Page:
[erlang-questions] Trace-Driven Development

Michael Turner <>
Tue Jun 5 12:42:27 CEST 2012


Ulf, when I write "seq_trace implements Lamport clocks", please try to
read it as you would "This ANSI Standard C compiler implements IEEE
arithmetic." That doesn't mean "this ANSI Standard C compiler *is*
IEEE arithmetic."

If people want to *add* new API elements to seq_trace, fine. I'd could
go for a different way of calling stuff, and of representing the
relevant data structures. Not important, but nice.

If people want to add new features to seq_trace, fine. Maybe it could use some.

Riak uses vector clocks, which are based on scalar (Lamport) clocks.
They can be problematic, since vector clocks involve n-length vectors,
where n is the number of processes concerned. Still, if somebody
wanted to add *that* to seq_trace, I'd be cool with it.

But changing "seq_trace" to "lamport" is

(a) semantically wrong, since seq_trace *implements* Lamport clocks
but is not *simply* Lamport clocks,

and

(b) pragmatically wrong, since it breaks any existing code that
depends on seq_trace, and also breaks anything out there that has
implemented a module called "lamport" independently.

By the way, I can't figure out why it's called "sequential tracing".
If somebody told me, "it has to be called 'X tracing', solve for X,"
I'd say, "X = 'parallel'", not "X = 'sequential'." Does the
"sequential" refer to the fact that the (single) tracer process
receives a stream of events? OK, but ... that's not the important
thing -- precisely because those events didn't necessarily happen in
the order received, in *real* time. (Whatever that is - Lamport points
out that understanding of the theory of relativity gave him some
insights into this problem). That's the point of having logical clocks
like Lamport's - to help sort out chronology -- and, you hope --
causality -- to the extent possible when you can't rely 100% on
real-time clocks.

Which brings up another point, already raised by Scott Fritchie, here:

  http://erlang.org/pipermail/erlang-questions/2007-May/026822.html

and not adequately addressed in Kenneth Lundin's reply, here:

  http://erlang.org/pipermail/erlang-questions/2007-May/026827.html

Scott writes of seq_traces real-time
(seconds/milliseconds/microseconds) timestamp:

"Inviso uses the (optional) timestamp, but that's the erlang:now()
value, and even an NTP time sync may not be good enough for a busy
system to avoid bogus event ordering.  I have enough problems with NTP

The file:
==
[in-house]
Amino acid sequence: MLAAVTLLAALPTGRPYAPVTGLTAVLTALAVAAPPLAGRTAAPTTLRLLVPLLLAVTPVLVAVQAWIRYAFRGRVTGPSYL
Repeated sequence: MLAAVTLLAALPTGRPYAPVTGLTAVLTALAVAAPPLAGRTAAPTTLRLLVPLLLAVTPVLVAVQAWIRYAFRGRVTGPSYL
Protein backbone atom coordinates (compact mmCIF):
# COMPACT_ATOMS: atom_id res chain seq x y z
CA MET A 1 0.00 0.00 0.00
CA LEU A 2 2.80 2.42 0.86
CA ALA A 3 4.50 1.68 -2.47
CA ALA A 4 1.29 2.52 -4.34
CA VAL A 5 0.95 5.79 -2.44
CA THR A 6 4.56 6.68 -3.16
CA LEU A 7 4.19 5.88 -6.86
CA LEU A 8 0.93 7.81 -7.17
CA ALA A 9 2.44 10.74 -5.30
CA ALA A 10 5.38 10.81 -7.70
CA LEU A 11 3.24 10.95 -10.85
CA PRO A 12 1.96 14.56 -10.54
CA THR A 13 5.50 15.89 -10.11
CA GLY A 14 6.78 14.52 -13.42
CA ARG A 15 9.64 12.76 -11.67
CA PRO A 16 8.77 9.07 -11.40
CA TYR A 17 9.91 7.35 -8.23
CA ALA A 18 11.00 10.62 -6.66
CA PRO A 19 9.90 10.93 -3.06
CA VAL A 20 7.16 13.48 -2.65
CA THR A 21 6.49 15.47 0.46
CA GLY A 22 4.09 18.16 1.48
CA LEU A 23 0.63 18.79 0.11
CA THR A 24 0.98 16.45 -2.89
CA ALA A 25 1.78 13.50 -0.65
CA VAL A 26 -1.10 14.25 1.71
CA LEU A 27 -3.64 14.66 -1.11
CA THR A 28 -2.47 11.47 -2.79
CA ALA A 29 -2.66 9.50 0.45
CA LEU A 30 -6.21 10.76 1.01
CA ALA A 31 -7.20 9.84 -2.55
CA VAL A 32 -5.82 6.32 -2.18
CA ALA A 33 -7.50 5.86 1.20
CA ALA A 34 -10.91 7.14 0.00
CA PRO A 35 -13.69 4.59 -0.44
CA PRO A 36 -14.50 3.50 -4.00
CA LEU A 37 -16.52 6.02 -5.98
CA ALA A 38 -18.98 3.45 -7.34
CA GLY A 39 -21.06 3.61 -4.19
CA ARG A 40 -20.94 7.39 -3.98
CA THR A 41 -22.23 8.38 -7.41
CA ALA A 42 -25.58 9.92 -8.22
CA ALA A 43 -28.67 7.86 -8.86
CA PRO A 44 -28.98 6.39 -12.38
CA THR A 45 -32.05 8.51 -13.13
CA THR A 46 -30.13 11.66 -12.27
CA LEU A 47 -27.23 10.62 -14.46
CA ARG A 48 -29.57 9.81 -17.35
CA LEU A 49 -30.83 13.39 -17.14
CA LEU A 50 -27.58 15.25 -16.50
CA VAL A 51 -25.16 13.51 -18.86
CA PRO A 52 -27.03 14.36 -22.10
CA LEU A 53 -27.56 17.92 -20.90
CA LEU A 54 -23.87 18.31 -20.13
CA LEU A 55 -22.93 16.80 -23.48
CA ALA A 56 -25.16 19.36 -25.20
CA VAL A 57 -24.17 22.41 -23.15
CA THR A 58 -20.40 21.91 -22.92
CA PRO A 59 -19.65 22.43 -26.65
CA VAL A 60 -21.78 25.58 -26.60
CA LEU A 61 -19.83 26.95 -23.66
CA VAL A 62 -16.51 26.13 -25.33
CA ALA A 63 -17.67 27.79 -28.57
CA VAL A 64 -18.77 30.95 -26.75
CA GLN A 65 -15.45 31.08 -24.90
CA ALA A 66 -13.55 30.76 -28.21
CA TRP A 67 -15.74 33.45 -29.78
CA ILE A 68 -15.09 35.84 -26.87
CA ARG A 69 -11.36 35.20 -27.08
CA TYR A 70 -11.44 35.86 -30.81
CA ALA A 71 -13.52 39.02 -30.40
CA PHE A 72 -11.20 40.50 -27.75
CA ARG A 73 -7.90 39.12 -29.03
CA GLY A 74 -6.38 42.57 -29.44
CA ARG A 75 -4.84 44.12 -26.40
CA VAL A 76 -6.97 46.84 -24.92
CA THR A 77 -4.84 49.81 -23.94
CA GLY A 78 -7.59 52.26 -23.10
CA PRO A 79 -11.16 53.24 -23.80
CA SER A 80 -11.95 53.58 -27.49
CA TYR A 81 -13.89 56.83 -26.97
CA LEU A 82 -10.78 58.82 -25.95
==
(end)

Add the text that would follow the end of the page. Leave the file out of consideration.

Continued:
on or lab machines -- it shouldn't be hard, but apparently it is,
because their NTP daemons aren't running 1 time in 8.

"Don't get me started about time drift in Linux virtual machines,
VMware and Xen both.  {sigh}"

Yes. And don't get ME started about a terrestrial node drifting out of
sync with one that's orbiting at velocities where relativistic effects
start to add up.

Scott makes good points, but the documentation for seq_trace carries
no cautionary notices about relying on the real-time timestamps it
reports. This seems an odd omission to me, since seq_trace would seem
to be especially useful in cases where real-time clocks are
unreliable. You could even dispense with real-time timestamps in
seq_trace, and what's left would still have a substantial raison
d'etre.

-michael turner



On Tue, Jun 5, 2012 at 5:19 PM, Ulf Wiger <> wrote:
>
> On 5 Jun 2012, at 09:47, Michael Turner wrote:
>
>> All I know is: if that's what you're doing, that's
>> what you should call it.
>
> An alternative, as I expanded on in my last email, which I sent just
> before reading this one, is that perhaps they should be doing something
> else instead. Seq_trace is not well understood for the purpose it was
> intended for. It should perhaps be reworked entirely.
>
> If so, it does seem like a good idea to change seq_trace to 'lamport',
> make it clearly a generic implementation of Lamport clocks, for
> whatever purpose.
>
> This could be done today. As it affects the VM, it should be an EEP, I think.
> The initial implementation of 'lamport' could be completely based on
> seq_trace, but renaming functions and changing the documentation so
> that it clearly references relevant papers and illustrates how it could be
> used. It ought to be perfect for e.g. "model tracing", similar to what 'et'
> does (another API that is woefully under-used since the documentation
> turns people away). Code could be inserted as "executable comments"
> basically indicating "we are now in <this state> in the model". With such
> code in place, one could do quite sophisticated visualizations of a
> running system
>
> It doesn't seem like such a module ought to have a system_tracer()
> function. Rather, tracing on Lamport clock events should then be
> more intuitively integrated into the tracing BIFs (halfway there already).
>
> Actually, 'et' handles seq_trace events and processes them for use in
> the visualization. However, the documentation doesn't make the
> connection. The seq_trace events are included in the type signatures,
> but never mentioned elsewhere.
>
> This is interesting. It seems as if 'et' could rely entirely on seq_trace.
> Instead, it more or less mandates global tracing. Why?
>
>> And speaking of what to call things: I don't think you should still be
>> calling seq_trace "beta", if (as Ulf says) it originated ca 1997.  I'd
>> do the interface differently, but the more important thing to me now
>> is stability and correctness.
>
> I agree this is a problem, like with parameterized modules. You shouldn't
> have beta or unsupported features lingering for years. Either make them
> supported or remove them and possibly provide something better.
>
> BR,
> Ulf W
>
> Ulf Wiger, Co-founder & Developer Advocate, Feuerlabs Inc.
> http://feuerlabs.com
>
>
>



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